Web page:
Insights: Articles

Sustainability:Video Efficiency

Sustainability:Video Efficiency

Written by
Ollie Graham
Director at Thought TV.

Video is a product,  it comes in the form of a raw material and  as a polished product to  take to market. But unlike other products the raw material can be reused in multiple polished products. Also like any other product there is a significant amount of wasted material, and even polished material can be made in an excess which outstrips its demand. Video costs money and time to acquire and is often stored on devices that cost money to run. This article aims  to explain how video efficiency can be obtained, not only in terms of economics but also in terms of the cost of production.


When I started out shooting conferences for other companies I remember there being a clear divide between companies who were charged correctly and those who were overcharged. The prior would often have a clearer idea of the outcomes of their content  and therefor would establish ROI models early. Upselling them to new products involved understanding their business model, suggesting additional products  and if the price was right the new products would be added to the offering. The latter were often dissalusioned about the deliverables, requested more video to be shot, more edits on their content which actually only impacted the freelance workforce who would charge a substantial amount more. This would end up meaning the high price tag eventually cost the video supplier money.  Further to this when the client requested to see engagement with all the video they had requested unsurprisingly the overwhelming ball of content had not been viewed by the majority of the delegates.

As an editor I would put it to the video company that by using a sign posting approach in promotional video and clickable in video links we  could drive delegates towards select long form content. The video company already out of pocket wouldn’t go for it, the extra time assigned to this already troublesome client could not be justified and there was no way the client would spend any more. What this taught me in terms of content was to establish a sustainable list of deliverables from the start and charge correctly for it.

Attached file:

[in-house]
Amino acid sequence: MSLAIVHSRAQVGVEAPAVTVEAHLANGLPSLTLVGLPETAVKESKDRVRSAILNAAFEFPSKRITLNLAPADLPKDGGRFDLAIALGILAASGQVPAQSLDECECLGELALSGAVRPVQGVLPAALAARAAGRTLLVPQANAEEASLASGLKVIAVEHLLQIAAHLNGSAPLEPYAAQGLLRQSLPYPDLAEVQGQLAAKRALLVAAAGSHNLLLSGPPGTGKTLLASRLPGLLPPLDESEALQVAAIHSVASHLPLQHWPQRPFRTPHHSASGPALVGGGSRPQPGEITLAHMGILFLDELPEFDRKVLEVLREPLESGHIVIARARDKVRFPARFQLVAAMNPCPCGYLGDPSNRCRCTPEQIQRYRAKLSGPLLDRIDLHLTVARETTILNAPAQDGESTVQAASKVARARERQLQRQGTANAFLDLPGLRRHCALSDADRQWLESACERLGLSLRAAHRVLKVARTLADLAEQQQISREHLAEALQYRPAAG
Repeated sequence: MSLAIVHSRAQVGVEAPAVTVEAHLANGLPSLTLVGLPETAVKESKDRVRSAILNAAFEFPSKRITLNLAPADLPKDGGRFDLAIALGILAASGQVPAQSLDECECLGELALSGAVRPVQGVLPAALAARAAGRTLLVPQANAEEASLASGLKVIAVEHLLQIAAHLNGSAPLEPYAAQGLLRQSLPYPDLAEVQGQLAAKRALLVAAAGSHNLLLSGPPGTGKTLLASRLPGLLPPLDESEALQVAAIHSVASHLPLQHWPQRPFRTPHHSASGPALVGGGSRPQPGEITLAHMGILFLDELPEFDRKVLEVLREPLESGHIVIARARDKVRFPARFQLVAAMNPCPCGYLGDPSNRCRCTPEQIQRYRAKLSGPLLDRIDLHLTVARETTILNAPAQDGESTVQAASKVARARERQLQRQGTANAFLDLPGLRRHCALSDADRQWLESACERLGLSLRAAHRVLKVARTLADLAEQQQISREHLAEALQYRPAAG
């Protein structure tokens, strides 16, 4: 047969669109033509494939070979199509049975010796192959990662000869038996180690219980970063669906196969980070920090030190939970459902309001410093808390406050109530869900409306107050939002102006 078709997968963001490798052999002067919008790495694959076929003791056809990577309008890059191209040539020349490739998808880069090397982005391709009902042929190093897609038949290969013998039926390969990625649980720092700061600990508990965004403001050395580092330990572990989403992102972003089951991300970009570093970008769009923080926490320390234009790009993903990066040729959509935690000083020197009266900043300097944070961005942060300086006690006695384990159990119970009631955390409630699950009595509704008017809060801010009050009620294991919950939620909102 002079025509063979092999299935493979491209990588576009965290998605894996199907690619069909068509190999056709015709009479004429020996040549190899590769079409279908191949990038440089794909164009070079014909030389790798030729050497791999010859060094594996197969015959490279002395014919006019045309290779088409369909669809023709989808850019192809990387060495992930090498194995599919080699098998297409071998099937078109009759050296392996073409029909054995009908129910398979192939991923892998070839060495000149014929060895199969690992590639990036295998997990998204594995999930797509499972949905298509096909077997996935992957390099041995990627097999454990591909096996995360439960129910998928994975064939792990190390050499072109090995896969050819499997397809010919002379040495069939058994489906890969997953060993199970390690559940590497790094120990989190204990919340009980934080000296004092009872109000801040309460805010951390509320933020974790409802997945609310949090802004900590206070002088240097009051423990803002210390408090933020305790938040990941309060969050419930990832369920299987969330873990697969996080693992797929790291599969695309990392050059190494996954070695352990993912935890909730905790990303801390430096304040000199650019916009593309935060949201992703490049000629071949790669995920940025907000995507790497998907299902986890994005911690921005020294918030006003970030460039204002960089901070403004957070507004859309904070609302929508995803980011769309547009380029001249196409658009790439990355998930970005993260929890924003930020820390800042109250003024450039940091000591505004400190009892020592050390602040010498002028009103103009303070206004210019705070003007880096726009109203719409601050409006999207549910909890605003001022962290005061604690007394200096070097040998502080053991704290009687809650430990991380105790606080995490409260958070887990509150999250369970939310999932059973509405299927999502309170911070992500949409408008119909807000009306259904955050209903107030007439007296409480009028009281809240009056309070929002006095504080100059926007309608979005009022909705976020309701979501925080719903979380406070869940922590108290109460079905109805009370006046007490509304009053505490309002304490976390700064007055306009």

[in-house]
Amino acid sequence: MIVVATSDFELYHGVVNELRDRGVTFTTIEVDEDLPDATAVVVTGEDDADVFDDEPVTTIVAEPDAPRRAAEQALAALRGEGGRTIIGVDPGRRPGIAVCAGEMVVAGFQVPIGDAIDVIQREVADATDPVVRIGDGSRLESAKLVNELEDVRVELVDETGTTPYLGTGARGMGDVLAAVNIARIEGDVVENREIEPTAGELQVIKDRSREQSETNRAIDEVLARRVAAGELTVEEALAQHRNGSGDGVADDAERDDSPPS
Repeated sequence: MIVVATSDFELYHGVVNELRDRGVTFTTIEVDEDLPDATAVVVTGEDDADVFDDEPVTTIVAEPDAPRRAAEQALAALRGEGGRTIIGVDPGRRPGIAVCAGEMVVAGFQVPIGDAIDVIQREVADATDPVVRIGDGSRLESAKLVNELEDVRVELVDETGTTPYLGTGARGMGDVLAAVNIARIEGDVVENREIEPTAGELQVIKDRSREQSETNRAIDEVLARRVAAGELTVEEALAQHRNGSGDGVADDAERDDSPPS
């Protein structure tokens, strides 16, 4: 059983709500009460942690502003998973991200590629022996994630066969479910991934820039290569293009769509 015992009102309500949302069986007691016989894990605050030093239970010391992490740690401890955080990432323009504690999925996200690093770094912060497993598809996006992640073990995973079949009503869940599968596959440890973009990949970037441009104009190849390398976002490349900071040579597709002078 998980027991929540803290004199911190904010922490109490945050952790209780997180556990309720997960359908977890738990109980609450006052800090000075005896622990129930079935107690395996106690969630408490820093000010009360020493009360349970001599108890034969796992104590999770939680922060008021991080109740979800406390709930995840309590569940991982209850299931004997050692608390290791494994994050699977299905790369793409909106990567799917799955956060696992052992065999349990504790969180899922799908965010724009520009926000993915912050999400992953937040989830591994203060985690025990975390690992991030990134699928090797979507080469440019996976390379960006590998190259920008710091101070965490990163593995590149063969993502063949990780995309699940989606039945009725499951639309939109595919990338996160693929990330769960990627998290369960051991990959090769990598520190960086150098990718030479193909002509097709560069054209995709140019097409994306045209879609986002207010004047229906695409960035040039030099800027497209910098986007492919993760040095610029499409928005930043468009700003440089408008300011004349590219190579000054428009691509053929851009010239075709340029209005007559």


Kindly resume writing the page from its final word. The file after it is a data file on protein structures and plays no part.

A sustainable list of deliverables may include a select few keynotes and interviews which spark debate and engaged the majority of your physical delegates. From this you can then use a targeted GV package (General video) to draw together some promotional videos, either for driving attendance to future events or alternatively for promoting long form content. The above may be Considered the standard package but even within this simple list of deliverables there are many variables which should be outlined from the off. Starting any production with a selective, considered view of the deliverables is the best place to start in video efficiency.


Creating a larger amount of short form content from a long form medium has always been the challenge for conference companies but it is achievable and is a great example of video efficiency. creating more engaging assets from the same set of raw footage has always been the core of what editors but for some reason when it comes to conferences editors approach the content with a “top and tail” approach (setting the in and out point and then exporting the video. Very often conference companies are guilty of looking sideways in terms of delivering content to its delegates, what are other conference companies doing? A more considered approach will revolutionise what can be done with online  video content. And this approach must have video efficiency at its heart.

We have multiple suggestions for creating content that people will watch, and we prioritise video efficiency and effective pricing at every stage of the process.

<< Read More Articles